Dreamstyle Arena will likely be packed Friday, but not with basketball fans. The long-awaited Fall 2017 commencement is finally here. To help honor graduates, Faith Roessel will be this semester's commencement speaker. Roessel graduated from the University of New Mexico School of Law in 1981 and is currently practicing law. The Daily Lobo had the chance to chat with her about her connection to UNM.


Q: How did your time at UNM influence your life?

A: Well, it got me on my career path of becoming a lawyer. It helped me forge relationships with my peers that have lasted to this day. I look back on my law professors with a smile on my face, because it was a love/hate relationship. They pushed, I struggled. They demanded excellence, I worked harder. In the end, I owe them for what I gained as a person and a lawyer. I am in awe of my classmates and who, and what, they have become. I am from the Southwest and Navajo, so UNM fit the bill. It had a diverse student body and professors. I found a community that reinforced my connection to Indian country and how the law can be a catalyst for change — for the better.



Q: To you, how has being a part of the Navajo Nation shaped your life and education?

A: I am Navajo and was born and raised on the Navajo Reservation. Our home community is Round Rock, Arizona. My parents, the late Ruth and Robert Roessel, were teachers, and we moved around to schools in and around the Chinle Valley. Who I am is based on my upbringing. Lack of running water, housing, electricity — the list is endless — yet those inequities inspired me to be a lawyer. Going off to college was not easy for me and my siblings. My sister became a medical doctor, although our high school did not have a science lab. My brother became a civil engineer, yet our high school did not offer higher level math. The educational playing field was not — and is still not — level. We knew it and always felt like we were playing catch up. Looking back, I owe my parents a great deal of credit, because they got their five children through college, law school, medical school and more. They told us, “You are as good as anyone else,” and, “You get as good an education as you put in.” Words I still apply in my life. I am as good as anyone else. I am rewarded with a result due to the effort I put in. I hope I can share that message with the graduates this week, and I am grateful to UNM for giving me the opportunity.

Q: What does being the Fall 2017 commencement speaker mean to you?

A: I have to say it means a lot. I was floored when I was asked. When you are asked to give back, you don't hesitate. Maybe it is where I am now in my life — I am more reflective and want to share what I have learned.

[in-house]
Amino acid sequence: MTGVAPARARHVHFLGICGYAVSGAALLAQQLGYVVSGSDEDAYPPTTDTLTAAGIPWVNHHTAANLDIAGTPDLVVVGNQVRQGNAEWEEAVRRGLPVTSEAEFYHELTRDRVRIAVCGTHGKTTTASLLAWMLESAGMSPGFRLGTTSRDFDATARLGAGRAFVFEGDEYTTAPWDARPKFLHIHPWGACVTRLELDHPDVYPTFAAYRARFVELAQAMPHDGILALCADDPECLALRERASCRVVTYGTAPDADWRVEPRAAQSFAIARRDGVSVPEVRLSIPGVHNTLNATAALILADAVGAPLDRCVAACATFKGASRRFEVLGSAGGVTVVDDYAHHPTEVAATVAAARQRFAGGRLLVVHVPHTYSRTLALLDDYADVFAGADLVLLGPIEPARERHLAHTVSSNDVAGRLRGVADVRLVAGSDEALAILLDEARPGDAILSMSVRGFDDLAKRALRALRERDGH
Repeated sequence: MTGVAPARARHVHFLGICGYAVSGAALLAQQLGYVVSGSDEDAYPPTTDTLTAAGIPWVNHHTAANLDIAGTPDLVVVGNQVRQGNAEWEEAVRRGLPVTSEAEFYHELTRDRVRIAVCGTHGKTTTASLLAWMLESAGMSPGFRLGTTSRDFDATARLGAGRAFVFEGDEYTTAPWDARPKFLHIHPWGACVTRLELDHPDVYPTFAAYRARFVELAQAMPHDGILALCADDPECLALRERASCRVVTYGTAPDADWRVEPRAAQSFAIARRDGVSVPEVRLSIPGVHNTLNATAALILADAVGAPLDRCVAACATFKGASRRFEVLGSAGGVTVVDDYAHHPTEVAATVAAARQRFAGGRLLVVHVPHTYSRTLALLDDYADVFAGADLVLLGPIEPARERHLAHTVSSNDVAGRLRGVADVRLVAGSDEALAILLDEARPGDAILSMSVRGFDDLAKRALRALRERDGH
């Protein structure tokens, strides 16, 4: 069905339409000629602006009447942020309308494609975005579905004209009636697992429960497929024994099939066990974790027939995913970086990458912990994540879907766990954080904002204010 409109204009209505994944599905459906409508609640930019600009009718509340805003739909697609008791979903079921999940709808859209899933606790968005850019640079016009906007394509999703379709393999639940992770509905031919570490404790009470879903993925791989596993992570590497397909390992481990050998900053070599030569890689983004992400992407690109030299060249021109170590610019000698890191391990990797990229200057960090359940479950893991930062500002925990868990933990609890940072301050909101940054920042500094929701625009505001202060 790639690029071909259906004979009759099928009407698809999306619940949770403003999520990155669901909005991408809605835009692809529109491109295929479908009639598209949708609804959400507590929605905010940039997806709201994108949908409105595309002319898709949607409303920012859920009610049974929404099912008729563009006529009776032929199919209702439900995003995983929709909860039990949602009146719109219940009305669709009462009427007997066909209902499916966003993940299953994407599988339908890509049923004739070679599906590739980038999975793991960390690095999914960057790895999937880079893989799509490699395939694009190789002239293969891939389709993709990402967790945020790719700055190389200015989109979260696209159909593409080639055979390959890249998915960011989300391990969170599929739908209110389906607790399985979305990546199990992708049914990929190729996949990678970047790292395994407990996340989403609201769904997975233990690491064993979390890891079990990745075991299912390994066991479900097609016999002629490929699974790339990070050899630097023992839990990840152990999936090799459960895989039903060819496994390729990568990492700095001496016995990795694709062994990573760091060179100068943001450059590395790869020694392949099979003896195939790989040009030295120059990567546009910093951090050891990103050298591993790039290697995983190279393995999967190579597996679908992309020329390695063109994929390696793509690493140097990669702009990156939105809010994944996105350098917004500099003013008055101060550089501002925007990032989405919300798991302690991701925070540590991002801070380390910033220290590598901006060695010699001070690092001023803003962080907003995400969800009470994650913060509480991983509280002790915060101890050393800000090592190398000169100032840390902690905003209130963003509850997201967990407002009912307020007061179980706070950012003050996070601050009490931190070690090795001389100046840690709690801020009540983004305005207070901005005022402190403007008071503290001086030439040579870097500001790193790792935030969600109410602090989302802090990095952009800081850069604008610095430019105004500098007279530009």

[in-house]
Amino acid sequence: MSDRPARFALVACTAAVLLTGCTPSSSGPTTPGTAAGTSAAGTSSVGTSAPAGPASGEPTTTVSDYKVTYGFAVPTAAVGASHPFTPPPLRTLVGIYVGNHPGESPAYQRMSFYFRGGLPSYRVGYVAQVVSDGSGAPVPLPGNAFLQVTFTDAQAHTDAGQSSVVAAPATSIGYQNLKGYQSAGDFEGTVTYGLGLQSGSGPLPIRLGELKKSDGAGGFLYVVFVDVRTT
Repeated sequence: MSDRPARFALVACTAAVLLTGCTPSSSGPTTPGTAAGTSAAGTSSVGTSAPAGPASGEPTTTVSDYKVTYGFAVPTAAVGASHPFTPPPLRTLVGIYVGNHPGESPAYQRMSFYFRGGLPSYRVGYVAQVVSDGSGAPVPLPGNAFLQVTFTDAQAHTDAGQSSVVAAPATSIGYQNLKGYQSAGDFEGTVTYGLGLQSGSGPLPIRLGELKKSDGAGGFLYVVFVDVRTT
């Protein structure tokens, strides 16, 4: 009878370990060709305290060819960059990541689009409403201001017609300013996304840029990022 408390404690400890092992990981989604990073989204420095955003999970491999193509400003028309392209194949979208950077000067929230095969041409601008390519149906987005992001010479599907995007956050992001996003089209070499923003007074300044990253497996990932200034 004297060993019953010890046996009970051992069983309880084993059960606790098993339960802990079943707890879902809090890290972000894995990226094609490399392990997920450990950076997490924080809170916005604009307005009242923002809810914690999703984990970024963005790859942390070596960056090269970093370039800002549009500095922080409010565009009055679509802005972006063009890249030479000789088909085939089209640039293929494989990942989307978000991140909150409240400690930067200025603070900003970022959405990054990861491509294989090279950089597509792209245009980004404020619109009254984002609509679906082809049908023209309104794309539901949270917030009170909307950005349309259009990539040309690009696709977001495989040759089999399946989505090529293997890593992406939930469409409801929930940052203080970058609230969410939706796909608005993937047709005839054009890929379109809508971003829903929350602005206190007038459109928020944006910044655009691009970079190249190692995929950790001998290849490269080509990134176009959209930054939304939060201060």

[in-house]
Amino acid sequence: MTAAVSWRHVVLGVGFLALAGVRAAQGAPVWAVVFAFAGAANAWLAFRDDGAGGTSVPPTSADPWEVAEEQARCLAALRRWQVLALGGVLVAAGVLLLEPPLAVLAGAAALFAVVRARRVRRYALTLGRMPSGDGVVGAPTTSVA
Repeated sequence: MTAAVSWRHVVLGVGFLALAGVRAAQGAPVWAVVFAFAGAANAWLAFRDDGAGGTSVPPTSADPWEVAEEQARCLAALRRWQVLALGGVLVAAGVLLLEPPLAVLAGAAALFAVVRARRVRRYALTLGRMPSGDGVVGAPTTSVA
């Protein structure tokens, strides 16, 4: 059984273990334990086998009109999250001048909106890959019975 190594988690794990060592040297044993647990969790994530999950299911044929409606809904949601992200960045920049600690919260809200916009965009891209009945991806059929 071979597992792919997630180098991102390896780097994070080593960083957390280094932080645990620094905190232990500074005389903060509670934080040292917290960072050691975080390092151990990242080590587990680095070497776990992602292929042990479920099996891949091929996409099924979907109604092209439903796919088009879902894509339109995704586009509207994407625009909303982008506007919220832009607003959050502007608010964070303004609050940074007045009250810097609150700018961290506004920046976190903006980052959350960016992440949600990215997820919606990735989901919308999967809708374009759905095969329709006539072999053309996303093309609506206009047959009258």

Q: Why is it important to you to come back to your alma mater as the commencement speaker?

A: It is coming home. Who wouldn't want to return home? The added bonus is being in The Pit. I played basketball in college — I hope I don't get distracted with daydreaming that I am at the free throw line and the game is tied.

Q: What are you hoping to get across to students during your speech?

A: Even though The Pit is huge, I want to connect with the students. I want them to know I was where they are now. I was excited, scared and overwhelmed with the thought of, “What do I do now?” My intent is to give a perspective that says, “You are going to make it.” Those chairs will be filled with graduates who will make a difference in this world. The potential to me is mind-boggling — who they are now, what they will do, who they will become. I am interested in them as a whole person — not just what job they will get (or) how much money they will make. I want them to know it is as important to care about others. Find ways to make the world a better place. My optimism for tomorrow is based on what I see in the young people today. My Lobos will not let me down.

Q: What would your advice be to students who are graduating?

A: Where do I start? Very simply, you have to believe in yourself. Be proud of yourself. Then take that and believe that you are worth it. It doesn't matter if you don't get the first job you go for, or you don't get into the grad school you hoped for — what matters is you are trying. You are pushing yourself, using your skills and the UNM degree you fought for, that is your ticket to get in the door. When you walk through that door think of yourself as a student again, ready to learn. Life is your best and hardest teacher. You can be sure there will be setbacks, but never give up. Find a creative way to overcome your obstacle and see it as an opportunity. I could go on, but one final thing that I too have to remind myself of, don't let your mind run away with you. By this I mean, stop those negative thoughts. It prevents us from being present, being open and really seeing things that are before you. These moments escape us because we are too preoccupied with mental chatter.

Q: What would your advice be to undergraduates who are not graduating this Fall?

A: Stay in school. Use every resource at your disposal to help you. Don't be shy. Advocate for yourself, because you are entitled to get the education you deserve. Find a fun outlet, whether a rec sport, art, community service or something else that nourishes the rest of you so there is a better balance in your life. Make friends and be a friend. Don't worry if you do not yet know your path — your experiences will guide you. Keep seeking them. And above all, keep your head up and your heart strong.

Madison Spratto is a news editor for the Daily Lobo. She can be contacted at news@dailylobo.com or on Twitter @Madi_Spratto.